In general, the rule of thumb for plants near buildings you want to keep secure is, “Don’t,” simply because plants afford people places to hide either themselves or some form of nefarious device. No, seriously, the average truly-“secure” building will almost invariably have no plant life near it aside from average grass, and in some cases those buildings have a perimeter of gravel about six feet wide leading up to their external walls.
Obviously, this does not work well with the modern American residential version of landscaping, so certain compromises have to be made.
A good middle starting point, though, is “Do not let your bushes get large enough by or under your windows to let a person hide in them easily.” Doors are typically the preferred entrance method for criminals, but windows are a very close second, and giving individuals of ill intent all the concealment and privacy they need to defeat your window locks is never a good idea. The image to the right shows an adequate example of what not to do, both with the yellow bushes at the foreground and the purplish ones in the back. Our successors at that house ended up ripping out both groups of bushes entirely.
Another good concept is this: it is entirely possible to make your against-the-house plants… inhospitable to the average person. Holly and rose bushes are natural starting points, but there are even more creative options available as well.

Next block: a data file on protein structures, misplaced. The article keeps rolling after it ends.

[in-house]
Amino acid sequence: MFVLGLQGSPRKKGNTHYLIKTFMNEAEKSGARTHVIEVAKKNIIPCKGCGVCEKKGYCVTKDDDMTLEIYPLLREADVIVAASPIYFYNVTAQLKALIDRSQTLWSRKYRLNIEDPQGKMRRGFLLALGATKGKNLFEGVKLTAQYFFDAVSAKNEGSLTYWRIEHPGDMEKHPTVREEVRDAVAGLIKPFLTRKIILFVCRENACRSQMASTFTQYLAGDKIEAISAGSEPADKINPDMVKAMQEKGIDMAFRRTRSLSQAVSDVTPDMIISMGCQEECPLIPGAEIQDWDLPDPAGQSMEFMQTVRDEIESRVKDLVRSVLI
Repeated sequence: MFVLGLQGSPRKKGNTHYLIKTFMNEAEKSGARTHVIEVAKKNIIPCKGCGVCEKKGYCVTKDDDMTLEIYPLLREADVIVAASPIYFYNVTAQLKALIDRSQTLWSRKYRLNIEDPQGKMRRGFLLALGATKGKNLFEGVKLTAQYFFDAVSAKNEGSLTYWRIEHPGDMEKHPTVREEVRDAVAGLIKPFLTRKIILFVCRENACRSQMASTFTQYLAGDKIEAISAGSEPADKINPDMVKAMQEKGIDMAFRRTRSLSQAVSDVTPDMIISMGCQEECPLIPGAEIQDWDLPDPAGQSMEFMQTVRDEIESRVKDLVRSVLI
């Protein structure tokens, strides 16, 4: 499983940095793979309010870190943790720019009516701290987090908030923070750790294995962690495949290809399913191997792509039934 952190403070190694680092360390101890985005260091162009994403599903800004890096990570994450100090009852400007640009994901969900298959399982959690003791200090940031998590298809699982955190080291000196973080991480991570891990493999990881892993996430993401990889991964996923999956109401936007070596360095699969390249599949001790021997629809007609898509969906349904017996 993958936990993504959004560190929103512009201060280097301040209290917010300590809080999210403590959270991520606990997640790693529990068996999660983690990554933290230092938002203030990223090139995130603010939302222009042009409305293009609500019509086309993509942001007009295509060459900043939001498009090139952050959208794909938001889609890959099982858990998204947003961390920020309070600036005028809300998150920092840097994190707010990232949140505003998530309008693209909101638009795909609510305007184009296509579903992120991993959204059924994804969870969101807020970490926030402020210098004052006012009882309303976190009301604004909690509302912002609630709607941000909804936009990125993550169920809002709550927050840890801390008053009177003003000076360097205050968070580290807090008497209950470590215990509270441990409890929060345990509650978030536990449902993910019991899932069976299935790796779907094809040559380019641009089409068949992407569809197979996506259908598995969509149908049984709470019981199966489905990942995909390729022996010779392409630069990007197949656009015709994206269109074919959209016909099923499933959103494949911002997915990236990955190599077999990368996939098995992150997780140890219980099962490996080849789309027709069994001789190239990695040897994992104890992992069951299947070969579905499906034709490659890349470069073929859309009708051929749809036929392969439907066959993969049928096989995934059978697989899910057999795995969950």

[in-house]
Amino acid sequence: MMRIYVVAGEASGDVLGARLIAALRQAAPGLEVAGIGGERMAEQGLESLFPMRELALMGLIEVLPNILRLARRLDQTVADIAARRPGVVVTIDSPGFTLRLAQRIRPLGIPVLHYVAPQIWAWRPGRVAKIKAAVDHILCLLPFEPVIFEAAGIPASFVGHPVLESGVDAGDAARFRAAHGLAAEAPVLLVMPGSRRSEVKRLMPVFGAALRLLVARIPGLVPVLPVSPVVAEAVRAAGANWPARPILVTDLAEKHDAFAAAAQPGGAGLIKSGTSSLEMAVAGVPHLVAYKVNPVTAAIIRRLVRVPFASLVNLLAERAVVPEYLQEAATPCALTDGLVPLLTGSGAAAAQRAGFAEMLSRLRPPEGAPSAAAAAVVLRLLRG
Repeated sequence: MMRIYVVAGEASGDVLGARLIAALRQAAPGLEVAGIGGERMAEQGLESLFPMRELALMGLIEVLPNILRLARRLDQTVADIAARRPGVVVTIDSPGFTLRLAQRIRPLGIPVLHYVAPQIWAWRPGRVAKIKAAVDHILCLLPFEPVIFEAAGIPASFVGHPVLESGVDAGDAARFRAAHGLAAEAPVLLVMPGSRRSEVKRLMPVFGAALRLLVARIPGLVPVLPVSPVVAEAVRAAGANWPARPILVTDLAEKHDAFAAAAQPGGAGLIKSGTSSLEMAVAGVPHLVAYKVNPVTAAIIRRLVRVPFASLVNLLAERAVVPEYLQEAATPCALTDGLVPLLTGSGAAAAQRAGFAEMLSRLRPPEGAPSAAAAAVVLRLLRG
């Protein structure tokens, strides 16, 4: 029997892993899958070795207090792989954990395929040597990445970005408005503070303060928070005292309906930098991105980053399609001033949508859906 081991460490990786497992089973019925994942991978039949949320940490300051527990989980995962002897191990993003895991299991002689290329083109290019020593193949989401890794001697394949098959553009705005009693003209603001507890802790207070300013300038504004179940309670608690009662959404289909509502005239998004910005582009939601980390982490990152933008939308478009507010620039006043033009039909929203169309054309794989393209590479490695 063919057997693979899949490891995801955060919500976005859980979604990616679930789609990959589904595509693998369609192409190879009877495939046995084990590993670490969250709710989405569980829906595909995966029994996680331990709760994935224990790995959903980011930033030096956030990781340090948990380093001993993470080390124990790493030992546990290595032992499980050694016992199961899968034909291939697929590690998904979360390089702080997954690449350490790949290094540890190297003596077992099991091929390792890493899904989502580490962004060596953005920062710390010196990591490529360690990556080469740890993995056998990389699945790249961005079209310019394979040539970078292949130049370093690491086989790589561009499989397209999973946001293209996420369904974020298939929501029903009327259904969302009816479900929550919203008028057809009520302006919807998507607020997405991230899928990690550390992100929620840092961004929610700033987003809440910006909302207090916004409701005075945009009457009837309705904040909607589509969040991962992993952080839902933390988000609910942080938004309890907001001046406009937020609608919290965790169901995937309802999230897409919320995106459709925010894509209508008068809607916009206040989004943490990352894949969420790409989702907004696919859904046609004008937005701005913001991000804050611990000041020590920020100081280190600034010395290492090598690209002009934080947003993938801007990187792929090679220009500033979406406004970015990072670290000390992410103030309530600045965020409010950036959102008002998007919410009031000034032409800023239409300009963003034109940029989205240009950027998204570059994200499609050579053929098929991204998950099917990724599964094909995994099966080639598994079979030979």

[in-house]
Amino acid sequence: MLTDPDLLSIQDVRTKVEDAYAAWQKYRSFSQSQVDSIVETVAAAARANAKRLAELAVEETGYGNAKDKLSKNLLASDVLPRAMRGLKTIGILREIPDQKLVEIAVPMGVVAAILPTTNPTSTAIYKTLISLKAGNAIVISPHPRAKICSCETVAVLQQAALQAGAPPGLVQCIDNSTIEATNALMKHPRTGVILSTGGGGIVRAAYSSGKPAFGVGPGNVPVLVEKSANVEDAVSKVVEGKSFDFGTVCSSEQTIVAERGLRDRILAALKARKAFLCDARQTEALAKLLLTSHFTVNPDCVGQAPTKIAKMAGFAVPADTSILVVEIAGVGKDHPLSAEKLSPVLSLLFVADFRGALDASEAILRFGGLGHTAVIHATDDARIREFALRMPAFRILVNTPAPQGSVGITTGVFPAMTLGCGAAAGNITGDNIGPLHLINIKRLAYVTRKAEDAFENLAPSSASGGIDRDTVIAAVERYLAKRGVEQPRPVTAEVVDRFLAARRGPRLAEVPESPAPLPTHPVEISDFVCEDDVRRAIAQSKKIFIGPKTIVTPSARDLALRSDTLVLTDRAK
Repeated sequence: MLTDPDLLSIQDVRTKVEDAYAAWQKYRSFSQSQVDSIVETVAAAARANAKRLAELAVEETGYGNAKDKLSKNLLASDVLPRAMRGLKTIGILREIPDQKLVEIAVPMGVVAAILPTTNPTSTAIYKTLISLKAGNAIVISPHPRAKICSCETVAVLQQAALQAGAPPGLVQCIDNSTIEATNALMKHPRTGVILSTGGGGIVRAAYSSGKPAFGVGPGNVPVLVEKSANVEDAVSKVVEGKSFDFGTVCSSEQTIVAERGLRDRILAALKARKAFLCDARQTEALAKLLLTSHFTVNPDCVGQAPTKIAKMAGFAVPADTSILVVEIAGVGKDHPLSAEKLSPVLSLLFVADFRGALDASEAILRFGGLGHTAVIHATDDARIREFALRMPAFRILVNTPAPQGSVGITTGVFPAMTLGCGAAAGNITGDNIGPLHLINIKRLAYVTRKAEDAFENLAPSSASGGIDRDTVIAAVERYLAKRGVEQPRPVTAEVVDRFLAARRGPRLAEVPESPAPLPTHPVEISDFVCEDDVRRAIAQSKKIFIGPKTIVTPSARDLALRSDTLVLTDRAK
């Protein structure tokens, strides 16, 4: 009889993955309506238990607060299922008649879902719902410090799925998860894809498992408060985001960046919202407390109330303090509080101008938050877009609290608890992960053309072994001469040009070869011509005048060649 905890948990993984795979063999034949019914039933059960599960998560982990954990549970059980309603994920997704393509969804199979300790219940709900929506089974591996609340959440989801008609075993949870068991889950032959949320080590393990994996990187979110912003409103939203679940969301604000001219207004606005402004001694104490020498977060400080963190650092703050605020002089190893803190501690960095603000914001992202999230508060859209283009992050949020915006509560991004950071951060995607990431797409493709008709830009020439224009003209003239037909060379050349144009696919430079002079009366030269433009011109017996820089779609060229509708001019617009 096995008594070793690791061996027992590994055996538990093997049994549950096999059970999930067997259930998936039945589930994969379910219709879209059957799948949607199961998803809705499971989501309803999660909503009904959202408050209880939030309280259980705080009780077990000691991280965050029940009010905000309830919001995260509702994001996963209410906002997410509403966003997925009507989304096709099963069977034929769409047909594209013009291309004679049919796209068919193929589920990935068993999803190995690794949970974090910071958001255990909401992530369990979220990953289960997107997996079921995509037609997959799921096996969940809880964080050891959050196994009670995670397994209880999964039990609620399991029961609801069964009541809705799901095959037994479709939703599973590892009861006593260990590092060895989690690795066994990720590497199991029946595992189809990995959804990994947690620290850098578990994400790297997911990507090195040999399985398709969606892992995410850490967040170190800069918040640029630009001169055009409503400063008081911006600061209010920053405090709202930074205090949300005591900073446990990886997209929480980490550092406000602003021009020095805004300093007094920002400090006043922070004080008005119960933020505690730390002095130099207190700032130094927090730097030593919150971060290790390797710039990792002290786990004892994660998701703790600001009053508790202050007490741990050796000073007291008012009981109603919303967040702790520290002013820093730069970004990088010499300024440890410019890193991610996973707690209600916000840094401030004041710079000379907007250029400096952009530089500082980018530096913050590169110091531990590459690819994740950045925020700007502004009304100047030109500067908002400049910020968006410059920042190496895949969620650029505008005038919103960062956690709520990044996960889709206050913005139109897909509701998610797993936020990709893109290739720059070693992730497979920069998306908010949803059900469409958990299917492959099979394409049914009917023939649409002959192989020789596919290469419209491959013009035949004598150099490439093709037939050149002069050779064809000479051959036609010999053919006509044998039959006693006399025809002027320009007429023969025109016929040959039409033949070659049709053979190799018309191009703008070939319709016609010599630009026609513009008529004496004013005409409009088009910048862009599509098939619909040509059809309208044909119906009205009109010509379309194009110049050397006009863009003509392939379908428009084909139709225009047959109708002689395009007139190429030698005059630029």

If you have ever visited the Pacific Northwest, you might be familiar with the adequately-named “Devil’s Club” plant, but it only grows in the rain forests out there (and, oddly, around the Great Lakes). A much more flexible, and almost equally as pokey, plant is the Pyracantha genus of evergreen shrubs – they are technically invasive here in North America, but they manage to be massively thorny while still arguably ornamental. Depending on where you live, palm trees, blackthorn, cacti, bougainvillea, yucca, barberry, locust, acacia, hawthorn, and mesquite are all options as well.
Obviously you will want to exercise appropriate caution when working with these plants, and invest in a good pair of gloves and a thick long-sleeved shirt. Likewise, you will still want to keep these bushes and trees under control, both in terms of size, but also with considerations to protecting your foundation from roots or your siding from vines.
Equally obviously, none of these will actually stop someone interested in breaking into your house or hiding against it while they do their work. However, as with all of the other security measures I have talked about here, this is making the cost/benefit analysis tilt in a way that encourages your hypothetical aggressor to find a softer target.
Or, at least, a less prickly one.